As we can see, economic sanctions often hurt those people in the target country who are least responsible for the policies that prompted the imposition of sanctions, and who are also least likely to be able to change these policies. The impact of trade sanctions on the citizens of some countries raises the question of the relationship between civil and political, and social and economic rights. This is why, in recent years, the international community has become increasingly concerned about the humanitarian impact of embargoes and other economic sanctions. For example, in the case of worldwide sanctions against South Africa (1977–94), critics argued that the sanctions harmed the group the sanctions were supposed to help. Several researchers have also pointed out the evidence of the impact of sanctions against Cuba, Haiti, and Iraq, specifically on health and health services. Since 1991, international agencies have documented Iraq’s explosion in child mortality rates, waterborne diseases from untreated water supplies, and malnutrition in large sectors of the population.
To mitigate the humanitarian implications, three important international initiatives—the Interlaken, the Bonn-Berlin, and the Stockholm Processes—were launched between 1998 and 2002, with the objective of making UN sanctions more effective by targeting them more precisely on political objectives. The efficacy of embargoes as an instrument of foreign policy is in great doubt. Now the goal is to influence decision makers in the target country while avoiding negative humanitarian effects.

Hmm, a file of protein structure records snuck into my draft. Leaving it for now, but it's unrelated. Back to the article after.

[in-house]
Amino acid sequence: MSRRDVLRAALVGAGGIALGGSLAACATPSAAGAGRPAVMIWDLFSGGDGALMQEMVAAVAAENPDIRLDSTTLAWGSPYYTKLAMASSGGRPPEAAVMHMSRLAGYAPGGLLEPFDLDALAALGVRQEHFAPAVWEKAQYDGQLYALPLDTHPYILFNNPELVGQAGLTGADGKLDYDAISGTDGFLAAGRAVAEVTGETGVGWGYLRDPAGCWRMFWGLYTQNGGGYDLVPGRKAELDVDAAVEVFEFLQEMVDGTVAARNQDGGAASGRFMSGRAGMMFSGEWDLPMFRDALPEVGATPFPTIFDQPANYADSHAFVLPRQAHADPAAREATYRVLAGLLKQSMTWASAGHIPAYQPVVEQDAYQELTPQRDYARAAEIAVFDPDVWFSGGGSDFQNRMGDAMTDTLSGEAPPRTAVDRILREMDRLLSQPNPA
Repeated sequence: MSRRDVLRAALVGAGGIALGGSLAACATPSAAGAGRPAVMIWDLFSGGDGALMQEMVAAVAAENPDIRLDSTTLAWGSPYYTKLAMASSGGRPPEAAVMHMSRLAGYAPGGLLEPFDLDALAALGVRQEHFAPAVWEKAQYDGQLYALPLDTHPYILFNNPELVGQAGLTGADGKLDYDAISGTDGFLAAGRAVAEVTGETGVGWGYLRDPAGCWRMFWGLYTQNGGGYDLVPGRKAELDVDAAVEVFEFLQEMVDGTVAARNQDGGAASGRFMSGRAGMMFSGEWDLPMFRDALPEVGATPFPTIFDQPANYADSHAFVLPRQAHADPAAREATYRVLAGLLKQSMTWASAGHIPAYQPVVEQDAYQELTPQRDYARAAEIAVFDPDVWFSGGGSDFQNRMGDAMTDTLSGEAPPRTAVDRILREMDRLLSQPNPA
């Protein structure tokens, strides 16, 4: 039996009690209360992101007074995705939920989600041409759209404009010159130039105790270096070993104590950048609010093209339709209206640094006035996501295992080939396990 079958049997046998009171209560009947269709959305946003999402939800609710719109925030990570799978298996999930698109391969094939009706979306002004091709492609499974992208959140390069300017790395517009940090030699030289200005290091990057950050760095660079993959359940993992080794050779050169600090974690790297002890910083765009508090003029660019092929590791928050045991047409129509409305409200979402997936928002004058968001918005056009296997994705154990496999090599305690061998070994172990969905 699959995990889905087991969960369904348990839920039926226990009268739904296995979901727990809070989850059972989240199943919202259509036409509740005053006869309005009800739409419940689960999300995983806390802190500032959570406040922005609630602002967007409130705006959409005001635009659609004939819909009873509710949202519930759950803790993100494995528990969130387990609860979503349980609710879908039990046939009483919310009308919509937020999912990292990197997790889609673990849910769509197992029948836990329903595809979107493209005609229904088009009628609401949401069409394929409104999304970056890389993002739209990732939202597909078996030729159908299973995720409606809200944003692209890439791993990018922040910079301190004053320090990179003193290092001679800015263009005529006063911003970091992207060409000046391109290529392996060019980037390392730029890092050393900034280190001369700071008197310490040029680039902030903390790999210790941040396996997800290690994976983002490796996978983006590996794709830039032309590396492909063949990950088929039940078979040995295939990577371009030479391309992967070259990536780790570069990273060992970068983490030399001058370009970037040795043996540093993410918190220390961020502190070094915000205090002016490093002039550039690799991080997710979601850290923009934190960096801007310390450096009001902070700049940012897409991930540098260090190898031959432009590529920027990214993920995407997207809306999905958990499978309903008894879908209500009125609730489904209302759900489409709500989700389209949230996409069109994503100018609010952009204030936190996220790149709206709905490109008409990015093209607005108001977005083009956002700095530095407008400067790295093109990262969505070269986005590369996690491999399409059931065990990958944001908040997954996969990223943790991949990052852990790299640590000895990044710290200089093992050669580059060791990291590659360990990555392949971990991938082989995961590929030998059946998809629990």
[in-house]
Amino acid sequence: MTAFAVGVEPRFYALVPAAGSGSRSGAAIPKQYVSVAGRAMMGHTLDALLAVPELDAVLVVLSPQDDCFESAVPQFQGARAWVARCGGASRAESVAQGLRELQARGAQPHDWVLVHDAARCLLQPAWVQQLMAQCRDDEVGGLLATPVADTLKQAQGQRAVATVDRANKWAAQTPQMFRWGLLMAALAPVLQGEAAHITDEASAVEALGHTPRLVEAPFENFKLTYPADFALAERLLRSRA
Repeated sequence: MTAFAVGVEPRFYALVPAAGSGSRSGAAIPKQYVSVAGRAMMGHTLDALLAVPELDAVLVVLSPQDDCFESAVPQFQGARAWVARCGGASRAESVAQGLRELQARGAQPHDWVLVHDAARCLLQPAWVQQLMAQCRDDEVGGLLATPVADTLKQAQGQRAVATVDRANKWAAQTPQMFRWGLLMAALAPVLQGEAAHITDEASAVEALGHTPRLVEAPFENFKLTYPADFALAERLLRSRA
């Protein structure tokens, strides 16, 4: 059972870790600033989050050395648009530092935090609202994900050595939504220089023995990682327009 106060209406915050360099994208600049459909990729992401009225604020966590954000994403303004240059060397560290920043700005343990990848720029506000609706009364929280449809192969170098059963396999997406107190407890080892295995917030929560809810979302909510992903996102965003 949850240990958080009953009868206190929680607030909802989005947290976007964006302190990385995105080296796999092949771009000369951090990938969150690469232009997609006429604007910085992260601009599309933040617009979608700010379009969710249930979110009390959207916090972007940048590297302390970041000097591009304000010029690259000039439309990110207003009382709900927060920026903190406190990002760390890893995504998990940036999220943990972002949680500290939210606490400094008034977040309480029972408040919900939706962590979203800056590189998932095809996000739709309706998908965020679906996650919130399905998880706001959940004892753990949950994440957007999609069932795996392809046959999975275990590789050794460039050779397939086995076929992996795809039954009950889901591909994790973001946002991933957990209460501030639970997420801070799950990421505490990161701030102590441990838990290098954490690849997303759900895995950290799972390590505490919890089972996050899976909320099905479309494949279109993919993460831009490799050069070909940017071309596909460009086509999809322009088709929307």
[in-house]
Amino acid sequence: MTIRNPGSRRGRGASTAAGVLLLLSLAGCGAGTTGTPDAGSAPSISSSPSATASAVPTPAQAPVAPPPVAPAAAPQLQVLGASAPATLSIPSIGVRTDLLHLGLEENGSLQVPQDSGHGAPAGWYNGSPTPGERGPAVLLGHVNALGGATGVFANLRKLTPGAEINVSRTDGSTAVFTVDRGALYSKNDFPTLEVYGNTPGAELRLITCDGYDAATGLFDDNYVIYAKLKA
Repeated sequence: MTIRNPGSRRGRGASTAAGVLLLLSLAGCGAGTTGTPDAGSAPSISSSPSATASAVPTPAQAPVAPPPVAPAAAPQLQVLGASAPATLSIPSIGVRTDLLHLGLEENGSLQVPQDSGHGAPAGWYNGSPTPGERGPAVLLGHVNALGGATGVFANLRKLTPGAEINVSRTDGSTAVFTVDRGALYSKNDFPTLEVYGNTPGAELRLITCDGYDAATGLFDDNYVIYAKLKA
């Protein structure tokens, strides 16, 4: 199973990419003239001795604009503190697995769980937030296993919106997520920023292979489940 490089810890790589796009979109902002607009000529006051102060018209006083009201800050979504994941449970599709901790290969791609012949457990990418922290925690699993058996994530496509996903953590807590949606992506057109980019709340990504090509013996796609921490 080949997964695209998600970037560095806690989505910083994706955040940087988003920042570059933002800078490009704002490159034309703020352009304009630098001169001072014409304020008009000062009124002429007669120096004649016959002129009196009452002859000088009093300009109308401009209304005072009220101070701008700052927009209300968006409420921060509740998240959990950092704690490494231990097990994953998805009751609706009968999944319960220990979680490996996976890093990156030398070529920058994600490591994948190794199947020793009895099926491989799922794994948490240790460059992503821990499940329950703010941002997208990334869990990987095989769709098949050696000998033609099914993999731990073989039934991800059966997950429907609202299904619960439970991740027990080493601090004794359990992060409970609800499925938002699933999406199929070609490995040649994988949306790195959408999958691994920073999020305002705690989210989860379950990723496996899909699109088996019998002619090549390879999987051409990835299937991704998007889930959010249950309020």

- Garfield, The Impact of Economic Sanctions on Health and Well-being (Overseas Development Institute, November, 1999);
- C. Hufbauer, A. E. Kimberly, C. Tess, and E. Winston, U.S. Economic Sanctions: Their Impact on Trade, Jobs and Wages, Working papers (Institute for International Economics, 1997);
- C. Hufbauer, J. J. Schott, and K. A. Elliott, Economic Sanctions Reconsidered, 2 vols., 2nd ed. (Institute for International Economics, 1990);
- Damien Fruchart and Daniel Strandow, United Nations Arms Embargoes: Their Impact on Arms Flows and Target Behaviour (SIPRI, 2007);
- E., Rennack, and R. D. Shuey, “Economic Sanctions to Achieve U.S. Foreign Policy Goals: Discussion and Guide to Current Law,” CRS Report 97-949F (November 1, 1999);
- United Nations Office for the Coordination of Humanitarian Affairs, Humanitarian Information Centres and Partners, www.humanitarianinfo.org (cited March 2009);
- United Nations Security Council, Resolutions 1946 to Date, www.un.org (cited July 2008);
- Yang, H. Askari, J. Forrer, and H. Teegan, “U.S. Economic Sanctions: An Empirical Study,” International Trade Journal (v.18/1, 2004).